“It’s important for you to know that based on Metro’s legal authority through state law, all plans proposed for the design, construction, and implementation of public mass transit systems or projects in Los Angeles County must be submitted to Metro for approval,” Washington wrote.

“I suggest that Metro and the Boring Company commit to cooperating through our respective planning and engineering efforts to ensure that our projects are compatible.”

Metro is planning its own transportation project for the Sepulveda corridor, which will one day link the Valley, the Westside, and LAX.

The mayor of Culver City also sent a letter to Los Angeles on Wednesday asserting that because a portion of the tunnel would run through Culver City’s boundaries, LA’s exemption would be invalid.

Juan Matute, associate director of the UCLA Lewis Center and the Institute of Transportation Studies, agrees with Metro.

He says he suspects that any analysis or exemption would require cooperation from Metro, the cities of Los Angeles and Culver City, and the LA County Flood Control District.

Several letters from the public submitted to the city of Los Angeles are critical of the proposed exemption.

“It would, in essence, sell off one of the most valuable underground rights of way in LA County to a private entity, potentially prohibiting, or vastly increasing the cost of, a major transit project,” Mehmet Berker, a cartographer, wrote.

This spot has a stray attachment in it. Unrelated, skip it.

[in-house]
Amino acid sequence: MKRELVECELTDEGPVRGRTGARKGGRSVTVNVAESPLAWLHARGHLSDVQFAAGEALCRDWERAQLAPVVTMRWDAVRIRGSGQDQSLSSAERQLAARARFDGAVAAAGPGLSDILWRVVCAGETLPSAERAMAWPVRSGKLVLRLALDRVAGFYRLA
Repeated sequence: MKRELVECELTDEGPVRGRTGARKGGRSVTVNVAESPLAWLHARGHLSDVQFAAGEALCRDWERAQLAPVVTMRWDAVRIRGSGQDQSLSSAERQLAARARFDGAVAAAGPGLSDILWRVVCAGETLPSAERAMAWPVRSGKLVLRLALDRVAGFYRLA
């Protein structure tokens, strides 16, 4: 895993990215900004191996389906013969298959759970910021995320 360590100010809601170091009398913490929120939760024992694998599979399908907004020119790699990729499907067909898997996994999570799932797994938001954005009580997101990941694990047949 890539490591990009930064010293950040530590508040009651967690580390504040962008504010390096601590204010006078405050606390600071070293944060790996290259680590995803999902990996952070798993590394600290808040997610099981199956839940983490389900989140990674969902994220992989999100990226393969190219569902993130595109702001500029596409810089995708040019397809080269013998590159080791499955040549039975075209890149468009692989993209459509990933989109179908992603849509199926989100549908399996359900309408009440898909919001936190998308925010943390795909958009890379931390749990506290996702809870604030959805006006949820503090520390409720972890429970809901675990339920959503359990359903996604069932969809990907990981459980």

An initial environmental analysis for Metro’s Sepulveda corridor has not yet been completed—and its alignment has not yet been determined—but a repeated concern is whether Musk’s tunnels might one-day conflict with Metro’s project.

“Environmental review can be a lengthy process. And I would see why if your MO is to ‘move fast and break stuff’ that you wouldn’t want to do that,” says Matute. “But CEQA is designed to avoid using the ‘move fast and break stuff’ modus operandi for projects that affect the environment of California. That is its purpose.”

On Wednesday, the city’s public works committee backed two amendments proposed by Blumenfield. One stipulates that the city of Los Angeles would be indemnified from legal costs accrued from the project. The other would require Metro and the Boring Company to coordinate so tunnels don’t conflict with future Metro projects.

As friends, family mourn cyclist killed by speeding driver in South LA, deaths rack up

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LAPD is offering a $50,000 reward for information leading to the arrest of the driver who struck and killed Frederick Frazier.

In less than a week, three more people have died in hit-and-runs

The Los Angeles Police Department released video Tuesday of a lethal hit-and-run in South Los Angeles that has rattled the region’s bicycling community.

The video shows the driver of a white Porsche Cayenne hitting 22-year-old Frederick Frazier, known as Woon to his friends, from behind on April 10 as he rode his bike on Manchester Boulevard, near Normandie Avenue.

Police say the video also shows the driver, who fled the scene, was “no doubt” speeding.